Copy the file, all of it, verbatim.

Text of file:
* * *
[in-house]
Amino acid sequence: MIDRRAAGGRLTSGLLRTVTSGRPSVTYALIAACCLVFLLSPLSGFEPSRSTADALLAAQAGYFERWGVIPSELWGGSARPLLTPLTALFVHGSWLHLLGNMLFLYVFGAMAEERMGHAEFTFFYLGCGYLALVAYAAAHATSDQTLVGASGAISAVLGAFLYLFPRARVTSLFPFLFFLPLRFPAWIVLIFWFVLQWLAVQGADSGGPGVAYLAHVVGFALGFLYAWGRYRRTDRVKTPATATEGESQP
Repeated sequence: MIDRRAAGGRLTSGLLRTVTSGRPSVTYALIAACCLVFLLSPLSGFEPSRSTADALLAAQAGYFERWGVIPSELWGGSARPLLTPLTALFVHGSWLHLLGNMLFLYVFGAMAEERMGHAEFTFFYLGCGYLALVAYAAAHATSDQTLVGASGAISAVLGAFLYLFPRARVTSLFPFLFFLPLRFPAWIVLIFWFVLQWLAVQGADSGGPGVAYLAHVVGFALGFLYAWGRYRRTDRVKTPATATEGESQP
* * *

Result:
[in-house]
Amino acid sequence: MIDRRAAGGRLTSGLLRTVTSGRPSVTYALIAACCLVFLLSPLSGFEPSRSTADALLAAQAGYFERWGVIPSELWGGSARPLLTPLTALFVHGSWLHLLGNMLFLYVFGAMAEERMGHAEFTFFYLGCGYLALVAYAAAHATSDQTLVGASGAISAVLGAFLYLFPRARVTSLFPFLFFLPLRFPAWIVLIFWFVLQWLAVQGADSGGPGVAYLAHVVGFALGFLYAWGRYRRTDRVKTPATATEGESQP
Repeated sequence: MIDRRAAGGRLTSGLLRTVTSGRPSVTYALIAACCLVFLLSPLSGFEPSRSTADALLAAQAGYFERWGVIPSELWGGSARPLLTPLTALFVHGSWLHLLGNMLFLYVFGAMAEERMGHAEFTFFYLGCGYLALVAYAAAHATSDQTLVGASGAISAVLGAFLYLFPRARVTSLFPFLFFLPLRFPAWIVLIFWFVLQWLAVQGADSGGPGVAYLAHVVGFALGFLYAWGRYRRTDRVKTPATATEGESQP